Working Smarter

Why Brain Neurons Seek Novelty and Challenge in 2016

Posted by Joe Robinson

New year's dawn for resolutions

New Year’s resolutions are like any other new behavior. We are of two minds about them. The spirit may be willing, but the flesh/discipline is weak. Part of our brain, the higher floors, is gung-ho. Yes! Let’s do it. Eat healthier. Get more exercise. Be more productive at work.

The second mind, located in the lower rungs of the brain, has other ideas. The fear hub of the amygdala, constantly on the alert for danger and risks to life, ego, and pride, says, “Why bother?” “Too hard.” “Would look foolish.”

NOVELTY VS. FEAR

It’s a titanic struggle that goes on throughout our lives between the forces of growth and progress versus the lizard brain’s fear of venturing outside the comfort zone. We know who usually wins that battle. The default button is to do nothing. Doing something requires proaction, and that requires self-regulation, or discipline.

The science shows that the effort is worth it, because we satisfy our higher aspirations when we go beyond the autopilot. This is the best time of the year to make a new course happen, when receptivity is at its highest and we are willing to exert ourselves to try a new direction.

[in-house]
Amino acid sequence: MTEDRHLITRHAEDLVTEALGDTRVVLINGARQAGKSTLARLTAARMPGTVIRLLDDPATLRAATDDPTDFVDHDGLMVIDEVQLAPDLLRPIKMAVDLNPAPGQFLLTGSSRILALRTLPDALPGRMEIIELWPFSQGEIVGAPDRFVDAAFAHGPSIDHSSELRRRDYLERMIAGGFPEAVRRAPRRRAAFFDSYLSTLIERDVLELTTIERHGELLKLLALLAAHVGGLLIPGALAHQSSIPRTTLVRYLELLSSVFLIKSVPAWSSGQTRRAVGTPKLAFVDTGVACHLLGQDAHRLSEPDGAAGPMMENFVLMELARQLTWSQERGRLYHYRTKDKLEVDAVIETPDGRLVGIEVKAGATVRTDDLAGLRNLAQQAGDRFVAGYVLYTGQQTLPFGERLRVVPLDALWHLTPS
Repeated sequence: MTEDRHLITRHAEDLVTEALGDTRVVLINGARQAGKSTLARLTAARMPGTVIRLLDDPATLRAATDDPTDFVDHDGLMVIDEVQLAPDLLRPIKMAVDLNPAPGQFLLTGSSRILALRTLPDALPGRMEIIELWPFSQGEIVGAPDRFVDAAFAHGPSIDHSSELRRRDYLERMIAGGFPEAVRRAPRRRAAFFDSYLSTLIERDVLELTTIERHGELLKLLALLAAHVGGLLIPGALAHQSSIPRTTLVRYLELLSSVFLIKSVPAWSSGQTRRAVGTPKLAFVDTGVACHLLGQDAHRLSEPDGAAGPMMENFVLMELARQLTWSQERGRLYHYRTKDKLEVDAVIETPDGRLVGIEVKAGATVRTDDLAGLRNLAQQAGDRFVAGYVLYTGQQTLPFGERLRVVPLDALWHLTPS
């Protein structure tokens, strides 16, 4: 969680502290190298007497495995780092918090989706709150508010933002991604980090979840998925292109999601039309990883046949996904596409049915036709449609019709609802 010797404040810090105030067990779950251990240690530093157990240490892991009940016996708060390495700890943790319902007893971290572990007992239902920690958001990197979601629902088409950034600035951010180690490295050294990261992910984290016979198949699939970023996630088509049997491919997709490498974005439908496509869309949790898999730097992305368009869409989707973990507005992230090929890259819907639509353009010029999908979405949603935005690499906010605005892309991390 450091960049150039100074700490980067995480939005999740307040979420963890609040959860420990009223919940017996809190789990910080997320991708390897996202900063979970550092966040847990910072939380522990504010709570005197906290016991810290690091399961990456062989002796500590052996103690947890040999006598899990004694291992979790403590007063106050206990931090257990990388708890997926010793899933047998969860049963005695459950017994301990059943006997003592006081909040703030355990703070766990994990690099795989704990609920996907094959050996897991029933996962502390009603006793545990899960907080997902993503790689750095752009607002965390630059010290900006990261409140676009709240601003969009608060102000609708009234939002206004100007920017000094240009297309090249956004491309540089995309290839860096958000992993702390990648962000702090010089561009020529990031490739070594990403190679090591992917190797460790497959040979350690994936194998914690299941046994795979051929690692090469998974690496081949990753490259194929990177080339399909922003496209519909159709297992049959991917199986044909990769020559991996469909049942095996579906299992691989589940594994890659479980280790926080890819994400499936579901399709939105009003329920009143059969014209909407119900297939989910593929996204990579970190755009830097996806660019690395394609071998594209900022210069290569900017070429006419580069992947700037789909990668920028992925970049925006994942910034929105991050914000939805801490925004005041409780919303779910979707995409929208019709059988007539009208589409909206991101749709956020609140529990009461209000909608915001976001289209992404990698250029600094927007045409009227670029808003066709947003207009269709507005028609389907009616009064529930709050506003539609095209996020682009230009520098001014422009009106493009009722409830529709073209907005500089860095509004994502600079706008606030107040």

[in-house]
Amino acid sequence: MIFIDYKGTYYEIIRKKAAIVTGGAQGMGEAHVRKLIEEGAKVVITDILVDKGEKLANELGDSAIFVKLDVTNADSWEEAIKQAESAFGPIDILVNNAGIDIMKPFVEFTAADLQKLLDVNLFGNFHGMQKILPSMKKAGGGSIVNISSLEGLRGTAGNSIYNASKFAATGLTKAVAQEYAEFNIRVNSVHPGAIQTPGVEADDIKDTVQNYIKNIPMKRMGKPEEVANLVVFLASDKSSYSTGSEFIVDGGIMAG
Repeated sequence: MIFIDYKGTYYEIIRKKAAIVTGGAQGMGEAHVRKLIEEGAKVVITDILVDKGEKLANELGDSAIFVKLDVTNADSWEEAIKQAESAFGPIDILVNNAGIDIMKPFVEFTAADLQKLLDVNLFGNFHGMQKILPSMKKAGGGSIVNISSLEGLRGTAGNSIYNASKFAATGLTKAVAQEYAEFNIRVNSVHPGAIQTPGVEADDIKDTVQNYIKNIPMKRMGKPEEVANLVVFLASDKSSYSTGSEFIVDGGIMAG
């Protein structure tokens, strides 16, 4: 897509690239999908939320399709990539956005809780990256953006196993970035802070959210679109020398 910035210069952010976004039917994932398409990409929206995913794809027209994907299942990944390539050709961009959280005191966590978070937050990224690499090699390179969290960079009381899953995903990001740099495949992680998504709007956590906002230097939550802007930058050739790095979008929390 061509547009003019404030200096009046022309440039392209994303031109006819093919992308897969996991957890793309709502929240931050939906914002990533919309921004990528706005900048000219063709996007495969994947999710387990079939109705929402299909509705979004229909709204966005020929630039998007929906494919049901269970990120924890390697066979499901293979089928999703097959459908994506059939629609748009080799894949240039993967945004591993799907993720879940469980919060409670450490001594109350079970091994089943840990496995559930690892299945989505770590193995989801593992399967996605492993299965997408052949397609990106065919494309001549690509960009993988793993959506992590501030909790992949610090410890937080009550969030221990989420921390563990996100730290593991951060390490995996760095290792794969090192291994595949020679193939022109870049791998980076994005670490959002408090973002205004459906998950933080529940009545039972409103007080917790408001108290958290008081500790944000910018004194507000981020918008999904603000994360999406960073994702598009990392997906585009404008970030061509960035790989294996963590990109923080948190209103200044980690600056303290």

Embarking on a new path is no less than a physiological and psychological imperative. The research of brain scientist Gregory Berns has shown that the two key factors in life fulfillment are novelty and challenge. Both require us to move off status quo, or face the consequences—boredom, cynicism, life unlived.

Humans are programmed to seek out the new. It’s what got our hunter-gatherer forebears to venture beyond the next ridge to find new food sources. The need for novelty is so strong that even the anticipation of something new, before we have even experienced it, sets off the brain’s party drug, dopamine, which makes us feel good and encourages us to take on more new things.

BRAIN NEURONS DON'T LIKE RERUNS